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Luzzi v. HUB International Northeast Ltd.

United States District Court, D. New Jersey

August 21, 2018

JUDY LUZZI, Plaintiff,
v.
HUB INTERNATIONAL NORTHEAST LTD., and FIDELITY AND GUARANTY INSURANCE UNDERWRITERS, INC., a subsidiary of The Travelers Companies, Inc. Defendants.

          OPINION

          HON. KEVIN MCNULTY UNITED STATES DISTRICT JUDGE.

         The plaintiff, Judy Luzzi, brings this action against HUB International Northeast Ltd. ("HUB") and Fidelity and Guaranty Insurance Underwriters, Inc. ("Fidelity"), an affiliate of The Travelers Companies, Inc. ("Travelers").[1]

         Defendants now move for summary judgment. As to defendant HUB, the motion is granted on all Counts. As to defendant Fidelity, it is granted as to Count I, but denied as to Counts II and III.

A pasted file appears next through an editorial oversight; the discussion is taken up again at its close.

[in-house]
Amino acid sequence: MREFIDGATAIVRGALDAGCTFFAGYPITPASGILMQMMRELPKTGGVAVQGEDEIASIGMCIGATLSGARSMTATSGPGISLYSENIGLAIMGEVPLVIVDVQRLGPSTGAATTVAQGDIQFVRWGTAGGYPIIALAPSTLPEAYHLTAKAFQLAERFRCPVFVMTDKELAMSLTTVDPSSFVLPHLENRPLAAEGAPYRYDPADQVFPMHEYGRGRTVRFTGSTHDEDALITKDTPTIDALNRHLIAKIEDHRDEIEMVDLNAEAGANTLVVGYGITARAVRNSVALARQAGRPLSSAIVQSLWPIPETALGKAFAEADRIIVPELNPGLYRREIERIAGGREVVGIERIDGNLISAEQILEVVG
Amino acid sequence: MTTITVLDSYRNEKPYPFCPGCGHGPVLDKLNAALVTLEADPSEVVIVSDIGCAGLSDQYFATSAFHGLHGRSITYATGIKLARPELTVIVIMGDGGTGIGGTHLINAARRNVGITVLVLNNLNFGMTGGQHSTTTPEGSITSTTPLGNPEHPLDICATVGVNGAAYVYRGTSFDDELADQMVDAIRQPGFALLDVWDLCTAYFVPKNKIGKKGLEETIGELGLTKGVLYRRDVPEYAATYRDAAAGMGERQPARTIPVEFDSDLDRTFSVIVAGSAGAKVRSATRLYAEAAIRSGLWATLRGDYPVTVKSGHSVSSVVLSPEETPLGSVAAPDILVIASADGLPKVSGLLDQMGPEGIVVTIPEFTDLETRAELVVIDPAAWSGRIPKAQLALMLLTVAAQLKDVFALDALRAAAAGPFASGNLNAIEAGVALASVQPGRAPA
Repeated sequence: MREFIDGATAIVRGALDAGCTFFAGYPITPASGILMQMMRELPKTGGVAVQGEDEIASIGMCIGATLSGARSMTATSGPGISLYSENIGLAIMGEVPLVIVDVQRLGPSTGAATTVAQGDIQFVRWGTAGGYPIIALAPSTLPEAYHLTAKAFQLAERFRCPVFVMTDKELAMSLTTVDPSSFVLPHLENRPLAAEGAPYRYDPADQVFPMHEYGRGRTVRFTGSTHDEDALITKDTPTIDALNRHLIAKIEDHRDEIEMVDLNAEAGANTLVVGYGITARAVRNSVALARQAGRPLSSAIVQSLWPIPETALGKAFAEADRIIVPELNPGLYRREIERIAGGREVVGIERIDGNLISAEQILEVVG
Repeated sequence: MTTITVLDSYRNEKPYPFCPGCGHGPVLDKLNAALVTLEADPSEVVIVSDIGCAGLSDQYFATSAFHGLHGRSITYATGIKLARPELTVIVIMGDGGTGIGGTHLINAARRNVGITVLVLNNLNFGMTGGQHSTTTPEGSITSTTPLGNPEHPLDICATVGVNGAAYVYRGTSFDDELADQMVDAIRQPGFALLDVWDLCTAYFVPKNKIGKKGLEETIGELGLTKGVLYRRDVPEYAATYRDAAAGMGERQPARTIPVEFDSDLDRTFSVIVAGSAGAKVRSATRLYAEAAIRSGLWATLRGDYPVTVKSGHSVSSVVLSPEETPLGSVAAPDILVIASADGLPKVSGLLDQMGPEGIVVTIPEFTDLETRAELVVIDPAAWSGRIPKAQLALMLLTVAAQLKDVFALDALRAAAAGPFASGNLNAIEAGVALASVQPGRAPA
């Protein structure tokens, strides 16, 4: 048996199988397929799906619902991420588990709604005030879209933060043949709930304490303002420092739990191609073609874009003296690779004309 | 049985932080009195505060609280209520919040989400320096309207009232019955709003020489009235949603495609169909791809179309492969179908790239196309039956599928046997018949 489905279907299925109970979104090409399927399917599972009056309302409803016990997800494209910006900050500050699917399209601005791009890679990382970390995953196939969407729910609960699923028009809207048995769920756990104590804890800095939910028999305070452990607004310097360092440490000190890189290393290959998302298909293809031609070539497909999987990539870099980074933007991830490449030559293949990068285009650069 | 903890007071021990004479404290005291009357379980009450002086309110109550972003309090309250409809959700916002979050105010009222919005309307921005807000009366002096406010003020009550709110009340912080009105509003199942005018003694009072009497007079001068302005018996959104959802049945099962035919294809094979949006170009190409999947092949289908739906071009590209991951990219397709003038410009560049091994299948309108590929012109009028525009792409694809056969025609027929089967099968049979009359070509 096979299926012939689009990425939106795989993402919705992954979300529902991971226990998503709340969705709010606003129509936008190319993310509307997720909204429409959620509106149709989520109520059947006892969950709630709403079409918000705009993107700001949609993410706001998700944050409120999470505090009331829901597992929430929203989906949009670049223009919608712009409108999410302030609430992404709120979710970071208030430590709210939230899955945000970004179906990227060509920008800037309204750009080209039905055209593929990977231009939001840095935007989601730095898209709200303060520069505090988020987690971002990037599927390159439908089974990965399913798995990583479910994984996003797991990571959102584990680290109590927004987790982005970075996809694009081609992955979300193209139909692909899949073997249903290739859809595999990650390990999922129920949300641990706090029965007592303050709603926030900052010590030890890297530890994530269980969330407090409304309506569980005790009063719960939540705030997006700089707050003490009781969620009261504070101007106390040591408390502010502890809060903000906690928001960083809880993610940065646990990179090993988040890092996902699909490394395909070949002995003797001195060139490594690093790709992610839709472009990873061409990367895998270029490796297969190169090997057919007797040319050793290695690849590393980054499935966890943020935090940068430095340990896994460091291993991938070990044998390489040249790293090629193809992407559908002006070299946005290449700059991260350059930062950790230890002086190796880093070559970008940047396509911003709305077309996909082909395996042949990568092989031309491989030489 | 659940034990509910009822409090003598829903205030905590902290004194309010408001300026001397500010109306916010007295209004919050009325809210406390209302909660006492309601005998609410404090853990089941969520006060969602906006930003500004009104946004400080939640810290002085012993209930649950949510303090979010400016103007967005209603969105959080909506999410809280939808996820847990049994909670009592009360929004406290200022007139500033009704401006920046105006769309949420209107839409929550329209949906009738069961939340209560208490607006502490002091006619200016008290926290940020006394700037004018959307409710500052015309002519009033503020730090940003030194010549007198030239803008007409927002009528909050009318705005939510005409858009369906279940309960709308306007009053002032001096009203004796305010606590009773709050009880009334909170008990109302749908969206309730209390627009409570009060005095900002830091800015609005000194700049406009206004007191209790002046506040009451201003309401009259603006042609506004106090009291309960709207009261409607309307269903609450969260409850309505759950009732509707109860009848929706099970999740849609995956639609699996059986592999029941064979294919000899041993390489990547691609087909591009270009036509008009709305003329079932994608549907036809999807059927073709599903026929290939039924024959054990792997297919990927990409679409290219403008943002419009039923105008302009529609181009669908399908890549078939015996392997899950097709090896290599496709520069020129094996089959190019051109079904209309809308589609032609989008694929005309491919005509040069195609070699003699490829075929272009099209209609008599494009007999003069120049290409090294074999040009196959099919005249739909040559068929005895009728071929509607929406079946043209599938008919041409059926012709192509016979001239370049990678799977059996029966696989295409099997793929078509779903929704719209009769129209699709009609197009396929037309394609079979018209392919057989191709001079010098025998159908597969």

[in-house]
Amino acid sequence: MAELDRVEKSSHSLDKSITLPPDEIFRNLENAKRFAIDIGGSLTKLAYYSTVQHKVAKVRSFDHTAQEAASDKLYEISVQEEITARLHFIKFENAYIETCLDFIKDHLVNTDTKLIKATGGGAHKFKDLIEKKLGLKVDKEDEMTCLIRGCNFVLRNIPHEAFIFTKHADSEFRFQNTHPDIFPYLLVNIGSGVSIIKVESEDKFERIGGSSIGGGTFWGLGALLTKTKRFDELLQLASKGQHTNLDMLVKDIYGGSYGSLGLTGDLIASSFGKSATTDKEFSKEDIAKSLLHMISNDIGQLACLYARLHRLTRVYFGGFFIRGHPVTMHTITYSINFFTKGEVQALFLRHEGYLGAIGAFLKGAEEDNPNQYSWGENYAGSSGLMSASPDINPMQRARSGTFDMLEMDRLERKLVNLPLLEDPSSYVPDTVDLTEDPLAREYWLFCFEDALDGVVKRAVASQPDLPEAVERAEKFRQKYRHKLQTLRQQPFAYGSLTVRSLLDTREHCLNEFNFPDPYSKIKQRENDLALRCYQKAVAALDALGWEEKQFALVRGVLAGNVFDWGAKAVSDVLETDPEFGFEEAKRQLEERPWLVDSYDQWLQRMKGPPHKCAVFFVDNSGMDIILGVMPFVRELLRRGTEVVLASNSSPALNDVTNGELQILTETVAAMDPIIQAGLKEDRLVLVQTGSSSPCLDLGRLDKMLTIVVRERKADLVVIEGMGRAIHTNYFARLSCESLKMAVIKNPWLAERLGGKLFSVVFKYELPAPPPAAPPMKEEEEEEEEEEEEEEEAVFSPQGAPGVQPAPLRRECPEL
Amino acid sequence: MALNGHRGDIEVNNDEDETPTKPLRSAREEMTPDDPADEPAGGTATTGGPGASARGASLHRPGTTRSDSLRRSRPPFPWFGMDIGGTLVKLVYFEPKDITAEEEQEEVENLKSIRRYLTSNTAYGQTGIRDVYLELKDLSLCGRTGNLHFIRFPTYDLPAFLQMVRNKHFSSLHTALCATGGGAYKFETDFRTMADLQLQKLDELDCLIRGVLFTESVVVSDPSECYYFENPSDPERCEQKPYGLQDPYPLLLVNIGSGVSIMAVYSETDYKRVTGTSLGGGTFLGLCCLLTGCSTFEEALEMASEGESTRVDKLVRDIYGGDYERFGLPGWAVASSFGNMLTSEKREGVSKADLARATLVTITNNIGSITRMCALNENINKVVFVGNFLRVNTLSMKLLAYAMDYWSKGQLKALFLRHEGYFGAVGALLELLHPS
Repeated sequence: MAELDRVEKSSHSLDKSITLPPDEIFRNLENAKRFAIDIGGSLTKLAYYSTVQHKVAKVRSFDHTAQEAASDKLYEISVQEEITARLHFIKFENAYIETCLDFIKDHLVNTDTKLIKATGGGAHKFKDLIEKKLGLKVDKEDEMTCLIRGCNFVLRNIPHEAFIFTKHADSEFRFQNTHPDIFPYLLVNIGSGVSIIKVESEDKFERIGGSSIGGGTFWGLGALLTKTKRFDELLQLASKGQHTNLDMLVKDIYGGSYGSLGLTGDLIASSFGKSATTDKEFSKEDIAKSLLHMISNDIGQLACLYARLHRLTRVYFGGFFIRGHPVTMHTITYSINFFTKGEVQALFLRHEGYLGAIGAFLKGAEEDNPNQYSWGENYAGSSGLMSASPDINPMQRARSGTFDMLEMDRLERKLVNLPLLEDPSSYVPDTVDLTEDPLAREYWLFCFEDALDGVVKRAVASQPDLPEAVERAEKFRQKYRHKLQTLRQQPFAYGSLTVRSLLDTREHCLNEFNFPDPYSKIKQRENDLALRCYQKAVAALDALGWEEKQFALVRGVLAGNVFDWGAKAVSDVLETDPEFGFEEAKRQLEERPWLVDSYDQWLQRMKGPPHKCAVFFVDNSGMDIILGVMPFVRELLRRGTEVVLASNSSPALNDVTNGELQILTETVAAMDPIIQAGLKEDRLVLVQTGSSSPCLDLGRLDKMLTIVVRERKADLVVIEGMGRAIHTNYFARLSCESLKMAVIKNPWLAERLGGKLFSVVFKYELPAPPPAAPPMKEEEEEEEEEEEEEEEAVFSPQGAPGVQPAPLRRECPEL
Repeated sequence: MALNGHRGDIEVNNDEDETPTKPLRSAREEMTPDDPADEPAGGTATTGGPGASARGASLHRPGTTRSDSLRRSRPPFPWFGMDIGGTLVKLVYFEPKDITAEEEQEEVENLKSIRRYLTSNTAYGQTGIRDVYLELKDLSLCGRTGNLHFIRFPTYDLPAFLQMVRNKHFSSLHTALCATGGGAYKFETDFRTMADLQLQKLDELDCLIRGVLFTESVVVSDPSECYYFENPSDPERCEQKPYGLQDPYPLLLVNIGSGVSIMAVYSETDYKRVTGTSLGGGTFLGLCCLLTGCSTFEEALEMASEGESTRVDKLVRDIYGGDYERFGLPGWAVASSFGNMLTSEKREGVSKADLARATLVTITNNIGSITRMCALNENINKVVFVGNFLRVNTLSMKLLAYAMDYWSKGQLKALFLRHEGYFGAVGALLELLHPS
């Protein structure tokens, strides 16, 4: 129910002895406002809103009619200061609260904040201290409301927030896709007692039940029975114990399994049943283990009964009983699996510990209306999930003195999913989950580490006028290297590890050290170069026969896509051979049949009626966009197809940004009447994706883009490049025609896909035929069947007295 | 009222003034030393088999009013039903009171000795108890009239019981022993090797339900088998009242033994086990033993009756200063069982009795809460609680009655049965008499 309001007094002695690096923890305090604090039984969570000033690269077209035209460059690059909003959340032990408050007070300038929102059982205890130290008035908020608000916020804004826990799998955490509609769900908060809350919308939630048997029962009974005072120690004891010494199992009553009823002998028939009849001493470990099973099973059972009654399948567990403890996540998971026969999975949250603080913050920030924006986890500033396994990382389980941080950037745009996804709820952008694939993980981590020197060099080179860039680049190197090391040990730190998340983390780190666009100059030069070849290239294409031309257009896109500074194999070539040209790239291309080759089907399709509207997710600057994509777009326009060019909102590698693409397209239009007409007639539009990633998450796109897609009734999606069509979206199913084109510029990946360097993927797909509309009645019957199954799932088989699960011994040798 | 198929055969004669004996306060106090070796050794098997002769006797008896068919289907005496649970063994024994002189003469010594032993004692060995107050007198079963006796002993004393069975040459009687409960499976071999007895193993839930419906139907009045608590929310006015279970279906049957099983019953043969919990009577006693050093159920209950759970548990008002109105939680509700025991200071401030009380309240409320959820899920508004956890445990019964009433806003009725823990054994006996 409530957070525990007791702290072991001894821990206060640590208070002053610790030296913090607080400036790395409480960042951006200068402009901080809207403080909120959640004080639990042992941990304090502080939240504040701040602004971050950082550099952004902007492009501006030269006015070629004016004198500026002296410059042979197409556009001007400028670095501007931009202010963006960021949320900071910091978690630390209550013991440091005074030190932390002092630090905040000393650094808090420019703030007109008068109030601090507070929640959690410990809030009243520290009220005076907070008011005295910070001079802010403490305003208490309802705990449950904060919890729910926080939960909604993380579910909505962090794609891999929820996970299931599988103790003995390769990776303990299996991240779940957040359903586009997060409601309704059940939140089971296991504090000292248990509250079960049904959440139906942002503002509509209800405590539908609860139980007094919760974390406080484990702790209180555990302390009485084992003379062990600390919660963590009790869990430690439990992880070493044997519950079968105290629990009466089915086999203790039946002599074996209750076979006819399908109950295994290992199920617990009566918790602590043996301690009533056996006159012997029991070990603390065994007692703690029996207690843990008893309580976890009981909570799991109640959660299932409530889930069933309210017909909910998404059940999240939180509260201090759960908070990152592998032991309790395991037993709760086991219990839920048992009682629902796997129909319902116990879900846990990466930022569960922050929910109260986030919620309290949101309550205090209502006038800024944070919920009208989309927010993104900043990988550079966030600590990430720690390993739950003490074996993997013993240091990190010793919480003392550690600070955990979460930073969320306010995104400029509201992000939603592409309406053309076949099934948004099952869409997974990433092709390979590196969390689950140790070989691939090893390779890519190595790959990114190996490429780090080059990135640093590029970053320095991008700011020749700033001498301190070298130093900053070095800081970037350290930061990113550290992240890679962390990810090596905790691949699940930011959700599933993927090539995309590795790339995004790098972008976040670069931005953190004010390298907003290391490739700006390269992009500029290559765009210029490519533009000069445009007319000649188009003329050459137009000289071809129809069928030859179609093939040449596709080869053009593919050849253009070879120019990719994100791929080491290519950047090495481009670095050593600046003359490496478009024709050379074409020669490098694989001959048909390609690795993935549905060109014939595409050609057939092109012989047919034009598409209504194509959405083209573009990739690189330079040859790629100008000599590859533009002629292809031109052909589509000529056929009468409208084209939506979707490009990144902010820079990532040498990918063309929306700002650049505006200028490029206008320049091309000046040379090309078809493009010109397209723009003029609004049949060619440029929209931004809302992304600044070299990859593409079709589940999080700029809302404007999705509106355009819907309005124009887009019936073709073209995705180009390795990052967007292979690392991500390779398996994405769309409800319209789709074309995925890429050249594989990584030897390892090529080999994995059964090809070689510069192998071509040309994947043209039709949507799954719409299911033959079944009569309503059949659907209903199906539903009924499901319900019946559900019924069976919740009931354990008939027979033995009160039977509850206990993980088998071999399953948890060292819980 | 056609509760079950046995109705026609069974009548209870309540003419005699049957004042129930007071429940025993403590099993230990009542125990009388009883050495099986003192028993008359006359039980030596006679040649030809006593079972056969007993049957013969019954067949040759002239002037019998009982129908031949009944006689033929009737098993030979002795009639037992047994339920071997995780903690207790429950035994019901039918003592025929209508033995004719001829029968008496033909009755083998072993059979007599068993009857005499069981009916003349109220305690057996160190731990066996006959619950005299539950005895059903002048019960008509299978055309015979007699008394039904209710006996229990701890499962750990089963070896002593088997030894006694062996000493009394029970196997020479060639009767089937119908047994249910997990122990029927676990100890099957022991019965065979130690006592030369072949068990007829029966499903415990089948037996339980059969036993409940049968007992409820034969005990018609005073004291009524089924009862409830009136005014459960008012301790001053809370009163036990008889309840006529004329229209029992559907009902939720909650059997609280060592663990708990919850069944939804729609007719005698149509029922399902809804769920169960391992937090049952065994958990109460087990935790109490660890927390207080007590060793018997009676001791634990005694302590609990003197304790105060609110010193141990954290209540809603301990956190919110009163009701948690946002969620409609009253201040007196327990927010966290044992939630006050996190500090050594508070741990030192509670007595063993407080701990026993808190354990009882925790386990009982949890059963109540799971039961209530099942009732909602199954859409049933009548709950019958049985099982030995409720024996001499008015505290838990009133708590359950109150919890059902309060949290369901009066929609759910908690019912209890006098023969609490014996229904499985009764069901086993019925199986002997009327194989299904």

I. Background

         A. Relevant Facts[2]

         In December 2013, at the suggestion of her real estate agent, Ms. Luzzi decided to obtain renter's insurance before moving into a second-floor apartment of a two-family home in Woodland Park, New Jersey. (DSMF ¶ 1; Pl. Dep. 13:12-:23, 38:6-39:17). She testified that she "was seeking coverage for renter's insurance, whatever that covered." (Pl. Dep. 44:12-: 13). Thereafter, in mid to late December, she telephoned the same company that she used for her auto insurance, Travelers of New Jersey. (Id. at 39:24-40:1, 41:l-:2, 43:13-:14). Luzzi spoke to an unidentified individual who told her to call HUB (id. at 40:19-:23), an "insurance agency licensed to issue policies of insurance in the State of New Jersey." (Compl. ¶ 1. See Ans. ¶ 1) (admitting that HUB "is authorized to conduct business in the State of New Jersey and HUB maintains its principal place of business in the State of New York").